September 21, 2009
The list of sins against women in the United States is long.
We still badly lag our male counterparts in pay.
We just about outnumber men in college but are only a fraction of the bosses in business.
We just about outnumber men in law school, too. But there are only two women on the Supreme Court.
We work outside the home but still handle most of the chores in it.
We are in regular danger of having our reproductive rights revoked.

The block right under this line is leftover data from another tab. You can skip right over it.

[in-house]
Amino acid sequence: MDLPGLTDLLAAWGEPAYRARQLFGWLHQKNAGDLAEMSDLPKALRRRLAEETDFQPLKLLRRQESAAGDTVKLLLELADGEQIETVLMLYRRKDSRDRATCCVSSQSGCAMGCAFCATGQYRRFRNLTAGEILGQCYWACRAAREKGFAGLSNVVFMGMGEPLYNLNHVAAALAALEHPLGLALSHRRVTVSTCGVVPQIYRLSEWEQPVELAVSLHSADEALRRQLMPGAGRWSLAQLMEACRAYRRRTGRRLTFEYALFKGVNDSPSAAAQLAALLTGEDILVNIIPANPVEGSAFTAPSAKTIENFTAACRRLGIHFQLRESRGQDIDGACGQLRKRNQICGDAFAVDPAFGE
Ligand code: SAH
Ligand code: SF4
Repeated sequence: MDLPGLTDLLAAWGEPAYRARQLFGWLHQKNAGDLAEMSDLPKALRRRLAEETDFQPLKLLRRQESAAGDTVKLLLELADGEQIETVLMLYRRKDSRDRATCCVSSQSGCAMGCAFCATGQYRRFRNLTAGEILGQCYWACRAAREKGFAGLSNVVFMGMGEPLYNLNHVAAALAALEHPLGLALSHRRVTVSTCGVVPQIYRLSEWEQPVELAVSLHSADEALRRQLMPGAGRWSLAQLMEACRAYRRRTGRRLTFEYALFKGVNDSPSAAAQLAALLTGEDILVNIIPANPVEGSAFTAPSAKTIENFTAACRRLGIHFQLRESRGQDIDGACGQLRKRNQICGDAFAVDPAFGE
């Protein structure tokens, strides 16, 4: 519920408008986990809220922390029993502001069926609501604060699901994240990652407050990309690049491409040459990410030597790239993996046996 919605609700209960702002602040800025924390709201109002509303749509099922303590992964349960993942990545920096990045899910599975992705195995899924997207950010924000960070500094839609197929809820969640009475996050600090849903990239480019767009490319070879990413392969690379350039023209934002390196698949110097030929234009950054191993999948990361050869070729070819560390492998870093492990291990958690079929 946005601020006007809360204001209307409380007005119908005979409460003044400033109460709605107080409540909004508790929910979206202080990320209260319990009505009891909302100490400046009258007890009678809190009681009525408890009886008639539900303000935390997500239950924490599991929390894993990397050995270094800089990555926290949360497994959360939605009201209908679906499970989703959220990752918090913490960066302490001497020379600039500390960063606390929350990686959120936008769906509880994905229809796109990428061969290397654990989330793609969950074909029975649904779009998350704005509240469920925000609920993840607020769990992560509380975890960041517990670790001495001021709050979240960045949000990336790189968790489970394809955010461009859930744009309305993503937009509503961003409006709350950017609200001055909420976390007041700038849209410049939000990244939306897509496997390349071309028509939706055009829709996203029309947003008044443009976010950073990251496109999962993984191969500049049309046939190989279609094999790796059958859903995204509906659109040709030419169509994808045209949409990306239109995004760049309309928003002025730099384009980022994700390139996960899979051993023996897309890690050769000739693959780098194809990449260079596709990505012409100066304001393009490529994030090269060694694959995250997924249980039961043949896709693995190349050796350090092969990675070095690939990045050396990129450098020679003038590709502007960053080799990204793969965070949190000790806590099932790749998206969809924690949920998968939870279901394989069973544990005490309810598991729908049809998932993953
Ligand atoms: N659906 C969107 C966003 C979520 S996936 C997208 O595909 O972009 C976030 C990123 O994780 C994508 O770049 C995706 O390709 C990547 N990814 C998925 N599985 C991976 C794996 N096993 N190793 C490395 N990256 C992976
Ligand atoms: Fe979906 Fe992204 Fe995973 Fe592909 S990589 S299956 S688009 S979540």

Our daughters are muscled out of the way in science classes. They share only a fraction of the purse in sports.
But those grievances seem like just so much whining when put up against the cruelties visited upon women in the other half of the world: sex slavery, death in childbirth, mass rape, honor killings, genital cutting and the simple indifference of fathers and mothers to their infant daughters.
Nicholas Kristof, columnist for The New York Times, and his wife, Sheryl WuDunn – the first married couple to have won the Pulitzer Prize for reporting – have published a book detailing what it might mean to developing countries in economic and political stability if they ceased the systematic abuse and devaluation of women and instead educated and employed them.